You’re not a fully-fledged mum until you’ve had at least one porridge-in-hair incident, and if you haven’t reached that stage yet, chances are you will soon. Between seven and nine months, your baby is making rapid progress with weaning, tackling lumps and new tastes and making her first attempts to feed herself – and all of that can be a recipe for mess. We all have different tolerance levels when it comes to messy eating, but it’s impossible to get through this stage without some collateral damage – so just how do you keep your cool?
Do pick a sensible spot
If you have a room that you’d like to keep looking its best, it’s probably not the ideal location for your baby’s mealtimes. Generally speaking, the kitchen, with its tiled floor and wipe-clean surfaces, is a more sensible bet than the living room, where you’ll be fretting about every speck of puree that hits the carpeted deck.
Do cover up well
Weaning is messy, whether you’re at the spoon-feeding stage or have progressed to finger foods, so make sure you protect anything that you don’t want to get splattered. That means a long-sleeved bib for your baby and, ideally, an apron for you. If you’re feeding your baby in a bouncy chair, car seat or pushchair rather than a high chair, you might also want to drape a couple of strategic muslins or tea towels across it to protect the seat covers.
Do protect the floors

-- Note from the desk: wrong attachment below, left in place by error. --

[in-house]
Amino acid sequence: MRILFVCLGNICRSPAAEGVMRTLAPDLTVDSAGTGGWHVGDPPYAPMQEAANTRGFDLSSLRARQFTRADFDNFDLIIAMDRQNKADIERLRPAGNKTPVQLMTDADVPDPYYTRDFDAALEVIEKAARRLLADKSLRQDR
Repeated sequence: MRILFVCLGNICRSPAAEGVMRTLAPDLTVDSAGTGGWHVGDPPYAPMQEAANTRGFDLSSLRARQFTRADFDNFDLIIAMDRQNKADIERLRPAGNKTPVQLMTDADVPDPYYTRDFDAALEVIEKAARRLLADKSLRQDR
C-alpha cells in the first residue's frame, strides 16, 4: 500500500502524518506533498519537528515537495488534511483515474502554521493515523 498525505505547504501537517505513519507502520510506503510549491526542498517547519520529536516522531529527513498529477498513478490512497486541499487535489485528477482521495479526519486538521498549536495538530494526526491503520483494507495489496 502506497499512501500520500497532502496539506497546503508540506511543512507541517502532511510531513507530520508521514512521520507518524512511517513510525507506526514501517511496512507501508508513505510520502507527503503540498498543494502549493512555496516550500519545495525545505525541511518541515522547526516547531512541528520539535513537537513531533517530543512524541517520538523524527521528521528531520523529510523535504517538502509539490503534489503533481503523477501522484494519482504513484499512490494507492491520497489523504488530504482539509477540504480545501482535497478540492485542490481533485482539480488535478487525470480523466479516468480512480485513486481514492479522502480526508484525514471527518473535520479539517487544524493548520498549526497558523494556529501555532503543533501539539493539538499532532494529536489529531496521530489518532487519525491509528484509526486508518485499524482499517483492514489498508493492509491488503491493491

Fact: when babies are eating, food gets spilt. Even if you have easy-to-clean hard floors, it’s sensible to use a plastic mess mat or even just a few sheets of newspaper under the high chair, so you can shake any mess out of the back door after the meal rather than having to wipe or vacuum the floor.
Don’t discourage independent eating
Yes, it’s messy when your baby starts to feed herself, but it’s an essential part of her development. If she’s started to grab the spoon, catapulting its contents across the room, try a ‘one for you, one for me’ approach, giving her a spoon of her own to play with while you shovel food in with another.
Don’t fret about using fingers
We all know that spaghetti Bolognese is a less convenient finger food than a cheese sandwich, but your baby doesn’t. Exploring food with her hands helps her get used to the different textures and can make her a more enthusiastic eater. If it’s getting really messy, and there’s considerably more playing than eating going on, it might be time to end the meal and try again later.
Do make it fun
Zooming ‘aeroplane’ spoons, silly songs and funny faces can all help hold your baby’s attention during mealtimes, so she focuses more on eating her food than on spreading it across every surface within her reach.
Do consider the occasion
When you’re planning your baby’s meals, consider what you’re doing next. If it’s almost bath time, then why not let her get stuck into a mucky bowl of tomato pasta? But if you’re expecting a visit from the extended family, go for a low-mess option that’s easy to clean up.
Do be prepared
The last thing you want is to be faced with a bowl-on-head incident when the nearest packet of wipes is buried at the bottom of the changing bag in the boot of the car. Arming yourself with a cloth, some kitchen paper or wipes before you start feeding your baby means you can deal with spillages quickly and easily.
Don’t get stressed
If your baby is just messing about with the food and it’s getting to you, take the bowl away and try later when you’re both calmer. Milk still forms the bulk of her nutrition, and she won’t starve if she goes without a meal. Once she realises that too much play and not enough eating results in her food being taken away, she’ll gradually settle down to the task in hand. Don’t get cross, as you want eating to be a pleasurable experience, but do make it clear that if the fun gets out of hand, dinnertime is over.
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